How I Resist is an inspiring collection of essays about activism. Several prominent authors and entertainers, including Jacqueline Woodson, Jodi Picoult, Jennifer Weiner, Jason Reynolds, Jesse Tyler Ferguson, Rosie O'Donnell and others, lent their voice to inspire and provide guidance for navigating these turbulent times.

(Side note: I will say "current White House resident" throughout instead of "President *****" because in my mind the words "President *****" and the like are reserved for people who respect the Oval Office and I don't believe the current White House resident has respect for anyone but himself.)

The essays offer a wide range of advice and tips. What if we put grandmothers instead of police officers in charge? Would there be less crime? It's a funny thought, I mean who wasn't afraid of a grandparent when they were young? But there is also a serious side to this book. It's easy to get caught up in your own bubble, only consuming media that aligns with your line of thinking. What about the other side of the spectrum? In this case, does anyone stop to think why people voted for the current White House resident? If you don't understand your perceived enemy, how can change ever happen? I personally don't understand how people could vote for this. . .this. . .chaos! I'm not sure I would want to, but I get the argument being made in this book.

Resistance can take all forms, but most important remember it's ok to make mistakes along the way. Learn everything you can, so that you can make informed decisions. Reading books and supporting your libraries are essential tools to resistance. One of the best essays was by author Malinda Lo. Like me, she consumed a lot of media before and after the election. She struggled with ways to resist. Is her profession writing fiction really a form of resistance? How could she make a difference with her writing? Easy. Doing what you do best and being yourself is a form of resistance because you're not letting someone else steal your joy.

I could go on and on, but then you might not read the book if tell about every essay. Bottom line, I recommend giving this one a read!

Rating: Superb

Note: I received an e-galley from the publisher (Wednesday Books) in exchange for an honest review.

Monday, April 16, 2018

My take on: The New Neighbors

On the outside, Jack and Sydney appear to be the perfect couple. They got a great deal on a new house. Everything is as it should be. doesn't last in The New Neighbors by Simon Lelic.

Jack and Syd are "The New Neighbors" in their community. Their new house is full of the previous owner's stuff, records, music, papers, and books. Jack and Syd could simply get rid of everything and start fresh, but they're delighting in unearthing treasures in each room. But their delight soon turns to frustration, to despair, and eventually fear.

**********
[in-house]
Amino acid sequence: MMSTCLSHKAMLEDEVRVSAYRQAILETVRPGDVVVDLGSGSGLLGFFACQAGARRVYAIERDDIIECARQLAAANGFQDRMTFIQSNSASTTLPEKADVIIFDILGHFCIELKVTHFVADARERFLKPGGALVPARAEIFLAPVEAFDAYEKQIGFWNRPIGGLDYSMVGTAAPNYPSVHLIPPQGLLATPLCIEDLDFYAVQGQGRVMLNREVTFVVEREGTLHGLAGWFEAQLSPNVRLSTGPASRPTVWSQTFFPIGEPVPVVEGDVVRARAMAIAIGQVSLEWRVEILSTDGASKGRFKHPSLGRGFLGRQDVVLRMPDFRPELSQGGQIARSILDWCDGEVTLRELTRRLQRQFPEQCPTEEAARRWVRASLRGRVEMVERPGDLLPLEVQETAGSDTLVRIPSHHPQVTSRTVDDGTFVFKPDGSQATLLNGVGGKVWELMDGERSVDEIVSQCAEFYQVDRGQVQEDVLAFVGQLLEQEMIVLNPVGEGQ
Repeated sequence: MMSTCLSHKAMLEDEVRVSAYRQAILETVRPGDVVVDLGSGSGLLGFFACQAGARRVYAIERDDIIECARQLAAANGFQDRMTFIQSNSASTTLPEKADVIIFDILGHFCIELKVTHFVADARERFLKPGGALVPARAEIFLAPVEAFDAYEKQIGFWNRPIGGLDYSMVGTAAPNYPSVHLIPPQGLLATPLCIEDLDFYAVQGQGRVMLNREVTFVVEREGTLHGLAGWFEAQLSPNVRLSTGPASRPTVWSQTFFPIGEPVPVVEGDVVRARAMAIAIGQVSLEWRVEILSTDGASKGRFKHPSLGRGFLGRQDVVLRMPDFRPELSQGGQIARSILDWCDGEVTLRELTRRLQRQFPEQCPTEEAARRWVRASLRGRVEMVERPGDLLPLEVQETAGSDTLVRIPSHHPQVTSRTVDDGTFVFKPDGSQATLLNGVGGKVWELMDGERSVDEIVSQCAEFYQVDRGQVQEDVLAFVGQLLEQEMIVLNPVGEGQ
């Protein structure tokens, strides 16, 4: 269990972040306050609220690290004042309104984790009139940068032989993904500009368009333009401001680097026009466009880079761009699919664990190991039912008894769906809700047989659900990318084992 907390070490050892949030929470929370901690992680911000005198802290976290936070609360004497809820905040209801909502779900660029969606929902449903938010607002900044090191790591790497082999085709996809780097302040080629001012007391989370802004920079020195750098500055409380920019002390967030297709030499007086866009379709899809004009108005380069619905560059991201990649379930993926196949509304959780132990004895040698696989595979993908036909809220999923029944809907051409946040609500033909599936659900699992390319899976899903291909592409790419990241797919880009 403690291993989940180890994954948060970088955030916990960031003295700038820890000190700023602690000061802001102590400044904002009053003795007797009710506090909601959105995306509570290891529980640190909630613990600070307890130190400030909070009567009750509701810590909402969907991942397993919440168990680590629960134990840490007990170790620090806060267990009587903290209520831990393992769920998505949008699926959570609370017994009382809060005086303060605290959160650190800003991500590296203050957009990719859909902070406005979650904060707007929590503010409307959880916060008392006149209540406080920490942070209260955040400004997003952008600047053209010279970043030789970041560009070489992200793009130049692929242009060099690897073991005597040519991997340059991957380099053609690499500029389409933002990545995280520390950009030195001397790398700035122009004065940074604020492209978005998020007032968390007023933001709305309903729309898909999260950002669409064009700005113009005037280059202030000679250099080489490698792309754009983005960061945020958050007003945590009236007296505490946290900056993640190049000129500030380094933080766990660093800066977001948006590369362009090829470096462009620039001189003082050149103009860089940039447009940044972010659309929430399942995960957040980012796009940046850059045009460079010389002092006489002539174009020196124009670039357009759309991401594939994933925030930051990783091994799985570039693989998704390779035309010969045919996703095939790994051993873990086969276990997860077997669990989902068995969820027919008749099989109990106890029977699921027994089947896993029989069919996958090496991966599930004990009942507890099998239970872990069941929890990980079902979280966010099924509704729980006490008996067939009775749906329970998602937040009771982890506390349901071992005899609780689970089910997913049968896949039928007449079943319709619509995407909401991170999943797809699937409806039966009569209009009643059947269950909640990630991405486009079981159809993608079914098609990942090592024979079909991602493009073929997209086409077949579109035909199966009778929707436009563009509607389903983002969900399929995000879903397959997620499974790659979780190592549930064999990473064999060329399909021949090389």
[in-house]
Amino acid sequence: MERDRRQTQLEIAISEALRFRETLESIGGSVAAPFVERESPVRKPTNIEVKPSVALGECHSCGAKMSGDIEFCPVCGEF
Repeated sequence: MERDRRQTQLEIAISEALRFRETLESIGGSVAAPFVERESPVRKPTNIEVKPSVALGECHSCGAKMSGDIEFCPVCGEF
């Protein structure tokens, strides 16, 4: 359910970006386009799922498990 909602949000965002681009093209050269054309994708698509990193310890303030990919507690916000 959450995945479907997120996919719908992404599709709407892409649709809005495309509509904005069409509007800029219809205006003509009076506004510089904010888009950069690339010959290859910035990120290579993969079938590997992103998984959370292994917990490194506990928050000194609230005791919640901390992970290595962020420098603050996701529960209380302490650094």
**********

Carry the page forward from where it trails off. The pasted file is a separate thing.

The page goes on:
This house is full of secrets.

Secrets from the past.

Secrets that destroy Jack and Syd's relationship.

Secrets that could cost Jack and Syd their freedom--literally and figuratively.

It all starts with a smell. A rancid smell coming from the attic. Jack finds more than just the source of the smell, he also finds a shoebox. A shoebox filled with relics from Syd's past. Relics that could cause deep emotional pain for Syd. Rather than be honest about what he found, Jack chooses to keep it a secret.

Yes, secrets are a recurring theme in this book.

While Jack is struggling with his recent discovery, Syd is struggling with her own demons. Her abusive childhood is never far from her memory. Those memories come to the forefront when Syd takes a liking to her teenage neighbor, Elsie. Syd sees so much of herself in Elsie. For years Syd tried to hid or rationalize her father's repeated physical and emotional abuse, and now she's afraid Elsie is doing the exact same thing. Elsie does her best to deny anything is wrong, but Syd can see the sadness and fear in her eyes. Elsie's father warns both Syd and Jack to stay away from his daughter, but it's not something either one of them can do. As a social worker, it's Jack's duty to report suspected cases of abuse. But even if he wasn't a social worker, Jack would still want to help. It's in his DNA, it's apart of his humanity to help. Syd can't just sit on the sidelines either. Syd ran away from her abusive household and started a new life for herself, but it came at a steep price. She left her little sister, Jessica, behind to face their father's wrath. What will happen to Elsie if Syd does nothing?